Associate Degree or Direct Entry Masters? - page 2

I am contemplating applying to nursing schools and am trying decide which route to take. I have a bachelors degree (not in nursing) so I am looking at Associate Degree programs and Direct Entry... Read More

  1. by   Medic09
    Personally, I understand avoiding debt. I finished my BSN with none, and that feels really good these days.

    I don't understand the other objections. So what if she has an MSN with no experience? She's no worse off than any other grad nurse, AND she already has an MSN in pocket for future use. It may even effect pay scale after orientation.

    So, if finances are not the issue, I go back to my original stand: Do it. You rarely regret more education. It always looks good on the resume. And It'sMe's experience is certainly instructive.
  2. by   It'sMe, RN, BBA, MBA
    Yes experience is instructive. I have 15 years at the bedside. I couldn't even get a job in January when I left my company and tried to reenter nursing. I have been away from the bedside for 13 years. I started my new clinical job last Monday. Went through hospital orientation all last week. Start clinical orientation on Tuesday. I am scared to death! Can I do it? Will I be able to relearn all of the tasks I once knew how to do by memory? Can I handle the physical stress? Will they like me? Will they resent that I am a male? Hey, I feel just like a new GN!
  3. by   nminodob
    If "direct entry MSN" refers to the accelerated masters in nursing, which I am thinking it does, then you will get your RN license before you do the masters portion of your MSN. This means you may work, at least per diem, if you can fit it into your schedule. I have a BSN but in my school we were thrown in classes with a lot of the accelerated masters students - in fact, some got hired where I got hired. These accelerated masters students are taking new grad positions, just like I am, but I believe are finding it easier to get employment. Hospitals seem to be favoring some of these masters prepared students because it enhances their prestige and I think it figures into their plans to get magnet status. Also, while job searching I noticed that some hospitals had minimum quals that were different for MSN students - they didn not require a full year of experience like they did for bachelor and ADN new grads.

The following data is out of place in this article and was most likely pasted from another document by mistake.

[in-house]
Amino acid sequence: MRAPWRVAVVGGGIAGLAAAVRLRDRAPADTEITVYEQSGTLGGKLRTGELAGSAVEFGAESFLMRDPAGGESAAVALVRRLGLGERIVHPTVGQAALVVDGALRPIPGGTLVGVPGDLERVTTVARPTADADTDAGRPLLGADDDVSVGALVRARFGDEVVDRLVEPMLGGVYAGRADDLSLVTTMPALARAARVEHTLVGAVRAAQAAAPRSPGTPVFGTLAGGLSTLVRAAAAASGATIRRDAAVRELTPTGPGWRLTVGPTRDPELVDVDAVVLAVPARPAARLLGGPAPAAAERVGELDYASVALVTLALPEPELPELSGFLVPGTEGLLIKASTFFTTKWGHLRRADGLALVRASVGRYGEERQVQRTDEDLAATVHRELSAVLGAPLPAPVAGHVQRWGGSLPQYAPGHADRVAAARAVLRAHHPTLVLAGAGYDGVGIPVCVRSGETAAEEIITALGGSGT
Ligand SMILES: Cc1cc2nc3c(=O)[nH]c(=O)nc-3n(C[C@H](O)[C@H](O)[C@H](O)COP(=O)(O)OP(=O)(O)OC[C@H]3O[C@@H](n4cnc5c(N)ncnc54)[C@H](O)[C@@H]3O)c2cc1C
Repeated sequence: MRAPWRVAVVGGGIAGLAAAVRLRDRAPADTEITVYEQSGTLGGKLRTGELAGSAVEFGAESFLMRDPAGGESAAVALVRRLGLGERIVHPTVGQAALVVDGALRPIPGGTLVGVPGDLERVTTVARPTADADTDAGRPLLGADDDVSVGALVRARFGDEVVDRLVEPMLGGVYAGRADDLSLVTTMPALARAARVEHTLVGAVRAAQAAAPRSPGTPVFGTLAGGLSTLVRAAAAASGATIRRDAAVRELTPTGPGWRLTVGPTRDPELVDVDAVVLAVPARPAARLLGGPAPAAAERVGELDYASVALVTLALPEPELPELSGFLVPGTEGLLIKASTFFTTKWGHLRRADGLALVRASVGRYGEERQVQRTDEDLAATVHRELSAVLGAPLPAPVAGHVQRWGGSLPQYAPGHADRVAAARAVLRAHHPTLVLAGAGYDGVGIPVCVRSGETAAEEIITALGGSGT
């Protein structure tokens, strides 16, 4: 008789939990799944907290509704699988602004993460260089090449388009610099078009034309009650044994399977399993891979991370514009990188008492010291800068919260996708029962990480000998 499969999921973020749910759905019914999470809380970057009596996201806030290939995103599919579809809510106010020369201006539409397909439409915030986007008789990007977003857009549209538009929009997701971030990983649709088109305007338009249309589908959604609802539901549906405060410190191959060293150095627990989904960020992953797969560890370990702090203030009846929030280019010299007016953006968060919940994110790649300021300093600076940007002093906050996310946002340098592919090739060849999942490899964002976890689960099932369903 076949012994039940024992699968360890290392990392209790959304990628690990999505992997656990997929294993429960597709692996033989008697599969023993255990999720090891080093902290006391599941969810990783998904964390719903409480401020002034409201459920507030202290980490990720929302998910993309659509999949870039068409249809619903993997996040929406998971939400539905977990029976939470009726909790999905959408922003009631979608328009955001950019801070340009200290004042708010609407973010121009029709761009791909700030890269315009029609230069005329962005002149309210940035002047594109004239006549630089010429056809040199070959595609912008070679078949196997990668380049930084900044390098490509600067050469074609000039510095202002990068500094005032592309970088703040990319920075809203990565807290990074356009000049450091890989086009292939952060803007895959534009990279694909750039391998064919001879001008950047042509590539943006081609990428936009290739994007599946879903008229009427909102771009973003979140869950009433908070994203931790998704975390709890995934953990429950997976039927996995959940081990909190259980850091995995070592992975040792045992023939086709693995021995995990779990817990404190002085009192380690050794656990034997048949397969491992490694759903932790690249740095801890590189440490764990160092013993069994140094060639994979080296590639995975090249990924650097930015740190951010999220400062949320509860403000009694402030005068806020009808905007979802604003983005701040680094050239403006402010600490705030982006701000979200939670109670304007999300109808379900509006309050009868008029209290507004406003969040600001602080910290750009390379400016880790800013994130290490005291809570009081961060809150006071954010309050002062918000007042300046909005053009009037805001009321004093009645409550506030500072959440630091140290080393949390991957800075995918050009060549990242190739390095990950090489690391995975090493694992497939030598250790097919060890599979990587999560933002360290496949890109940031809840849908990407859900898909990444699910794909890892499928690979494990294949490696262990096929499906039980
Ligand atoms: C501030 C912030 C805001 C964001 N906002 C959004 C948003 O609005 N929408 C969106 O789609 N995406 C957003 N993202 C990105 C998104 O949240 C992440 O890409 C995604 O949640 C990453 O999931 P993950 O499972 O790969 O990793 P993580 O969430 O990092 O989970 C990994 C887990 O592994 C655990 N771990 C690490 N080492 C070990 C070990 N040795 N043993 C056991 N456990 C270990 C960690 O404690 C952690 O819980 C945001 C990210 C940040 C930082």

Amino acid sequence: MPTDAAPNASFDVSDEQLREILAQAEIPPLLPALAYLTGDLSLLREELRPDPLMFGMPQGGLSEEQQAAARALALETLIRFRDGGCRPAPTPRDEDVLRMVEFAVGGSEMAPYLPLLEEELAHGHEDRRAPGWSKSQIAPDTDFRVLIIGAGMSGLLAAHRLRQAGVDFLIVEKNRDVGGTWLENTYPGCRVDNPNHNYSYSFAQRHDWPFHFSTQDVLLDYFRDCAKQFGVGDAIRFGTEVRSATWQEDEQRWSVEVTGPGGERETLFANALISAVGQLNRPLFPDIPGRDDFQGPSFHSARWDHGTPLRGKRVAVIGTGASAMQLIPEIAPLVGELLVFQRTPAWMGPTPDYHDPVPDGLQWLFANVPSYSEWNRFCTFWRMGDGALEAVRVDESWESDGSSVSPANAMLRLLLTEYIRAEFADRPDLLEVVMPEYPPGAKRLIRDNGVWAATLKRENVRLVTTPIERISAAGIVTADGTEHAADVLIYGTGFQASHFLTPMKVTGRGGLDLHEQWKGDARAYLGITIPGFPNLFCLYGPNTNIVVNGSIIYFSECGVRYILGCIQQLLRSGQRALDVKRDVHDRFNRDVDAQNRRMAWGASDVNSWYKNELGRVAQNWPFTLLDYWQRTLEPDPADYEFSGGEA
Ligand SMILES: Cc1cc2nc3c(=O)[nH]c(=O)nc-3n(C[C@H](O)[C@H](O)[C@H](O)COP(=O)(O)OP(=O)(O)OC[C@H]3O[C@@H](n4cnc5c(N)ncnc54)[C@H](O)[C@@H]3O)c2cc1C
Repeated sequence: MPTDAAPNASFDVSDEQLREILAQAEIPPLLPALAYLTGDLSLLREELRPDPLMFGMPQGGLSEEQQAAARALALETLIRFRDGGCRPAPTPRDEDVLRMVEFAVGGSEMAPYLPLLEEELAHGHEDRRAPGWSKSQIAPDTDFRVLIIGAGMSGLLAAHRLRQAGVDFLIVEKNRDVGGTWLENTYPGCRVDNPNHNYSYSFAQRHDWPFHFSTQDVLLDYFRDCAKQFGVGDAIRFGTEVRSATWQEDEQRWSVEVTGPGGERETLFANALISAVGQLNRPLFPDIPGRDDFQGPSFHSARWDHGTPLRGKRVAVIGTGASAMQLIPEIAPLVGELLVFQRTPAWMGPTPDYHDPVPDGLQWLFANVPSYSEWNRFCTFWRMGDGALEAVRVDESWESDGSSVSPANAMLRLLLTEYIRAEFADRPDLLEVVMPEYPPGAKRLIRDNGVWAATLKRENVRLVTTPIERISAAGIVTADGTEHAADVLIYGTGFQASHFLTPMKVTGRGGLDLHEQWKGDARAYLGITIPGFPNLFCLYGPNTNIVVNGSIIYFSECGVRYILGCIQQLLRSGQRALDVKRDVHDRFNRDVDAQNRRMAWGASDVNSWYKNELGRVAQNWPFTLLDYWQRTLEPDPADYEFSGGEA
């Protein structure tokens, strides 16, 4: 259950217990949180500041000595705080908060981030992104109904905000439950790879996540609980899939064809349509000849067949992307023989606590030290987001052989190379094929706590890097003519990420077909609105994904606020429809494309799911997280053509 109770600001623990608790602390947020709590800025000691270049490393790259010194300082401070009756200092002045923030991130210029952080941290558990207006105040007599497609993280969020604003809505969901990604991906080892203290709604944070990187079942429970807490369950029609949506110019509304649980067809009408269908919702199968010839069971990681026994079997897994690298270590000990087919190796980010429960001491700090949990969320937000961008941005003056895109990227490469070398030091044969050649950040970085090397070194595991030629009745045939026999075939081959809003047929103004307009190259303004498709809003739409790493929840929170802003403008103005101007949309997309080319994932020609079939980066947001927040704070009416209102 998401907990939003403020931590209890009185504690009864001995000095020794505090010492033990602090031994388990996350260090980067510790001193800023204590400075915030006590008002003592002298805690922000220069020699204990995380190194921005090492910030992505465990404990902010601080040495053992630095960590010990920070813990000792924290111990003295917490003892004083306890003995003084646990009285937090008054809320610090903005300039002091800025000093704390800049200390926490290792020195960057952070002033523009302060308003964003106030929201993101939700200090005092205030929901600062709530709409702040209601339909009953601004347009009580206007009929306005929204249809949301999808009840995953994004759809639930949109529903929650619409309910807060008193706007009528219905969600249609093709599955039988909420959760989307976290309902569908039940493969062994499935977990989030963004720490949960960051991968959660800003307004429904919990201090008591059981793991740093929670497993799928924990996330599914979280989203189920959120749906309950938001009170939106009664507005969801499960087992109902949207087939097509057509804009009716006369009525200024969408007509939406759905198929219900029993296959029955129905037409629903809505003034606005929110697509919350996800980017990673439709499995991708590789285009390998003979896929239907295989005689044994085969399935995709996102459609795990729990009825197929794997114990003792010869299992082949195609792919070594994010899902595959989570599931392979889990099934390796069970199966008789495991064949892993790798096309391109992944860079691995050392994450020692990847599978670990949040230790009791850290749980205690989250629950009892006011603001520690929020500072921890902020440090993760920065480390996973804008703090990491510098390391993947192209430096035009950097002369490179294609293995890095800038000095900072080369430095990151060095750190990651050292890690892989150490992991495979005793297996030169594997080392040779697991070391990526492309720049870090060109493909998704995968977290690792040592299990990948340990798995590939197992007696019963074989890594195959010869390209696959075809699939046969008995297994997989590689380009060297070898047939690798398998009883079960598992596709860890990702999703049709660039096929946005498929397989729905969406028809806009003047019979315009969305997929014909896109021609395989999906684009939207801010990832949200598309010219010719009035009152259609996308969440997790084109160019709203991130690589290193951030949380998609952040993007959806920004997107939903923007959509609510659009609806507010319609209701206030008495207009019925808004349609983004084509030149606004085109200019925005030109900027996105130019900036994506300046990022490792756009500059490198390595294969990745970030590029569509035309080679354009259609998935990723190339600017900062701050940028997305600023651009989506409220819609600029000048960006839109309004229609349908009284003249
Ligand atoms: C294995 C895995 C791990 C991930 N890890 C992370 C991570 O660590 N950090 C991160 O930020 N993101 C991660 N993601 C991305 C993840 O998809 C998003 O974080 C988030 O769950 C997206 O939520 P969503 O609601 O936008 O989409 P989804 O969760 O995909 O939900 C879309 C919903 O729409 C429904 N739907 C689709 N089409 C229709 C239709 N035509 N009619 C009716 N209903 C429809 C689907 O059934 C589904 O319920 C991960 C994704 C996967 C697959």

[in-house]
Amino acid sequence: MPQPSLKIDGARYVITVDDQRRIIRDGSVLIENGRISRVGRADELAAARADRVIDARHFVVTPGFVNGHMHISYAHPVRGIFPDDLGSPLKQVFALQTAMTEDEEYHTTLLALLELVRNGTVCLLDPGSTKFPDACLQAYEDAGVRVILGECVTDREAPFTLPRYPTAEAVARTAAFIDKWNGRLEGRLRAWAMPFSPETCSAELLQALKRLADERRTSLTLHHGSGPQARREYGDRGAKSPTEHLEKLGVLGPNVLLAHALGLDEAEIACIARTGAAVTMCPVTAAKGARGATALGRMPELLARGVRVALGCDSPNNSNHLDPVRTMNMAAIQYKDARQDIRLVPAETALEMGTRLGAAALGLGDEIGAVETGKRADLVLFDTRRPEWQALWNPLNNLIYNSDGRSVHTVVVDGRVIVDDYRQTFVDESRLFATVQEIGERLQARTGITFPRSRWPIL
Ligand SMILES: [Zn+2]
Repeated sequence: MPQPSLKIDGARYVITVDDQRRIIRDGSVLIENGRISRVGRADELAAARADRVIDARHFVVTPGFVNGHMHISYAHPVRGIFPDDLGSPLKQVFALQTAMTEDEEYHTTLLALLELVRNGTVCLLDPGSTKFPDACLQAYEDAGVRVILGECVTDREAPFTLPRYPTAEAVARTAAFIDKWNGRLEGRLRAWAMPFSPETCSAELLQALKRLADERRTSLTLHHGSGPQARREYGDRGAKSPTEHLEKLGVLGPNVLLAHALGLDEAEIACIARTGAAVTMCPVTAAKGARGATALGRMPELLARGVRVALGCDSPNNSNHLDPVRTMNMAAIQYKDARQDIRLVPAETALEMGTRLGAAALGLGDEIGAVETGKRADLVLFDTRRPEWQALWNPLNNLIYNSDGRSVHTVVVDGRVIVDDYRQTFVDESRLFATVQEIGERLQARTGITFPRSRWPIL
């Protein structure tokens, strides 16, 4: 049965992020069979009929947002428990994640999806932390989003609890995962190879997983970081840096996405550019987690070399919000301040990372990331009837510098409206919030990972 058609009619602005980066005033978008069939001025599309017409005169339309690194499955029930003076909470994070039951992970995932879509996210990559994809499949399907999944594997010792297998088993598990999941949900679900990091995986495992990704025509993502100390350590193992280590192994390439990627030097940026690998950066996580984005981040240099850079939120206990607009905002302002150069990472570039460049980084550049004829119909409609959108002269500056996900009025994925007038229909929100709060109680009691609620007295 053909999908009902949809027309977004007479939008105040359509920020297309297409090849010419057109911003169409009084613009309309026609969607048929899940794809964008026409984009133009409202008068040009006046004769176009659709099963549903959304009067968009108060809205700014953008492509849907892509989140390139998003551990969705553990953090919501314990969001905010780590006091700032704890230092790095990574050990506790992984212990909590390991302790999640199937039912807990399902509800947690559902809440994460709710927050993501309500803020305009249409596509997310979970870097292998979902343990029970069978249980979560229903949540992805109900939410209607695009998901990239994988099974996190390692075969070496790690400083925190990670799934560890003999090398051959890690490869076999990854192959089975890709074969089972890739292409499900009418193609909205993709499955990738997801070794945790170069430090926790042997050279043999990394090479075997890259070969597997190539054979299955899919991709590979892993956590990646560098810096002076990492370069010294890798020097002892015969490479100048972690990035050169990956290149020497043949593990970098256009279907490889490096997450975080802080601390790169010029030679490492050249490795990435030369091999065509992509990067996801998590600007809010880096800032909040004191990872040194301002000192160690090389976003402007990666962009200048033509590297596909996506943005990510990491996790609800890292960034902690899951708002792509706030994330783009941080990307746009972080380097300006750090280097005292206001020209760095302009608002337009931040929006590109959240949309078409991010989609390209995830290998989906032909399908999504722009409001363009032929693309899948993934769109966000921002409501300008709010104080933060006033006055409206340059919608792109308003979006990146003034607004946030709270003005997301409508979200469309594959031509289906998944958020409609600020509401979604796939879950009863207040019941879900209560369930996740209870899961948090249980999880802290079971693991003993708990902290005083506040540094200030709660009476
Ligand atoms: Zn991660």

4. by   diane227
    This is sort of a trick question. From a management perspective, to really work your way to the top you will have to have a minimum MSN. However, if you have a BSN and an MBA that will do also. They really want to management experience and educational training to back it up. I have a BSN and it has allowed me to work to the directors level in at least 3 hospitals but I was never able to apply for the chief nursing officer positions due to my lack of an advanced degree. So if you know that management is what you want to do, get your education out of the way now and get it over with. Good luck.
  5. by   It'sMe, RN, BBA, MBA
    Quote from diane227
    This is sort of a trick question. From a management perspective, to really work your way to the top you will have to have a minimum MSN. However, if you have a BSN and an MBA that will do also. They really want to management experience and educational training to back it up. I have a BSN and it has allowed me to work to the directors level in at least 3 hospitals but I was never able to apply for the chief nursing officer positions due to my lack of an advanced degree. So if you know that management is what you want to do, get your education out of the way now and get it over with. Good luck.
    Hi Diane. I have a ton of clinical experience as well as Nursing and Hospital administration experience. I just recently decided to get back into nursing administration as I felt the timing was right. I applied for many nurse manager and clinical director positions. Over and over I was told that I would "qualify" if I had a BSN along with my MBA that I already posses but that if I really wanted to be taken seriously I needed the MSN. There is a huge push by hospitals seeking "magnet" status to have their nursing leadership have MSNs. I am sure that there are facilities out there that still hire BSN/MBA leaders but the strongest path is MSN. I am not advocating the MSN because frankly I don't want to spend the 18 months and $32,000 for the degree but it seems like I am being pushed to do so. So I took a clinical staff job to get some creditability. And guess what, I met some MSNs that are working right along side of me! Interesting what is going on in nursing these days!

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